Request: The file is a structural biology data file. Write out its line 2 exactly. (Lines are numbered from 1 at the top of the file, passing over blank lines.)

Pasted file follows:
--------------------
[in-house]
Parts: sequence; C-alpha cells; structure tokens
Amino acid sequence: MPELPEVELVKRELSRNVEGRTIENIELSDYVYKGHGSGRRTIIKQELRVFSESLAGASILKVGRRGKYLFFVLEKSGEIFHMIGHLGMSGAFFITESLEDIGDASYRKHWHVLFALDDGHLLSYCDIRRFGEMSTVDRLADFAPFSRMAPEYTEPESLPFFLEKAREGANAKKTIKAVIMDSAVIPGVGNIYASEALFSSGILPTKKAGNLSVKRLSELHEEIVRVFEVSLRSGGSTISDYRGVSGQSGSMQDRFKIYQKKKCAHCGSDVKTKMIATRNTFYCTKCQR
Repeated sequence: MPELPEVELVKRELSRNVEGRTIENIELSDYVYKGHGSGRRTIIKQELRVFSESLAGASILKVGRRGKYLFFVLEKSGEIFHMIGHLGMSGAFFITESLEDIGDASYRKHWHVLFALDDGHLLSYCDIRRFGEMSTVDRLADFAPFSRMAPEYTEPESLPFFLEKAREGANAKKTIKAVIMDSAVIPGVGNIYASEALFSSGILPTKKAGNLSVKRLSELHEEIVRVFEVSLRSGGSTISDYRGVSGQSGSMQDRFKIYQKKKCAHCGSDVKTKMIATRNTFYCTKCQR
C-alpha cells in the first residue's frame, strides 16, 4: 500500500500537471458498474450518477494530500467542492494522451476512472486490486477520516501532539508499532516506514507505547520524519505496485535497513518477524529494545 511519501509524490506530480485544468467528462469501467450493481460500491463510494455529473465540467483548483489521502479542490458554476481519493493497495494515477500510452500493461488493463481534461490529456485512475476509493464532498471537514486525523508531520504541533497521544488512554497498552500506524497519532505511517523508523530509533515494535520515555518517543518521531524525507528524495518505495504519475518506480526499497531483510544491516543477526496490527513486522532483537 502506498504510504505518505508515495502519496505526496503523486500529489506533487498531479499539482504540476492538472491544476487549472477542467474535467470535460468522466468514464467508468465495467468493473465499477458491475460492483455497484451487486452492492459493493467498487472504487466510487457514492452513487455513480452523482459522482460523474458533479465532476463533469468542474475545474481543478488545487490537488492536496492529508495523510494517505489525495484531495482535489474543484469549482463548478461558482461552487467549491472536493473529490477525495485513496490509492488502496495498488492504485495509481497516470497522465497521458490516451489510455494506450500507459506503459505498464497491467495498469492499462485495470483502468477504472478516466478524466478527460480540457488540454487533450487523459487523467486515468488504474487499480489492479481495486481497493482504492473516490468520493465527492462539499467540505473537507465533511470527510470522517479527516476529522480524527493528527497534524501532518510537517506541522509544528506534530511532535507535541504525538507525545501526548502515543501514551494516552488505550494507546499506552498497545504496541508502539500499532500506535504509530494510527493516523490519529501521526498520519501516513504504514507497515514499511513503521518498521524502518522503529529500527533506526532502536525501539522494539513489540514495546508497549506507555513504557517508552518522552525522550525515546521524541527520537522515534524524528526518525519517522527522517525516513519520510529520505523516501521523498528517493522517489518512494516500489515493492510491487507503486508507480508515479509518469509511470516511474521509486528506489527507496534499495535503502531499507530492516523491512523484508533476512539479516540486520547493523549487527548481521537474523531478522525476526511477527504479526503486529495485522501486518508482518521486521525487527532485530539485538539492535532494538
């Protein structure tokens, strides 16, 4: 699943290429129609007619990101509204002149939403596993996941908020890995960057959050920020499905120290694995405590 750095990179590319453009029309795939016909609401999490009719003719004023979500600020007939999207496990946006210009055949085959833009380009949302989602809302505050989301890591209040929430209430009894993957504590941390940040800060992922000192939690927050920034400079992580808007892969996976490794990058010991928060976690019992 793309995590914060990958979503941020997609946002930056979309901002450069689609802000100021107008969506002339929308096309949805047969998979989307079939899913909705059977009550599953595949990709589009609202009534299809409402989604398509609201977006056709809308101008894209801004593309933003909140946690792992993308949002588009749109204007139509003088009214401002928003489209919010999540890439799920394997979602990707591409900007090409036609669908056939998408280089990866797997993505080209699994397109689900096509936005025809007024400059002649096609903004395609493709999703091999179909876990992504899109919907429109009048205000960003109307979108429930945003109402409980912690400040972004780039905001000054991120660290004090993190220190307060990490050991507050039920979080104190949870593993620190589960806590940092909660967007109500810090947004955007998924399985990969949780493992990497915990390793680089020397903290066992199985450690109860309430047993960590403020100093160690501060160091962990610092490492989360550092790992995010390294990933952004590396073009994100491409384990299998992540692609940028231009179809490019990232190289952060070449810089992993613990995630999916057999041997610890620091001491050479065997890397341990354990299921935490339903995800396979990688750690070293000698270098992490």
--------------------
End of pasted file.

Parts: sequence; C-alpha cells; structure tokens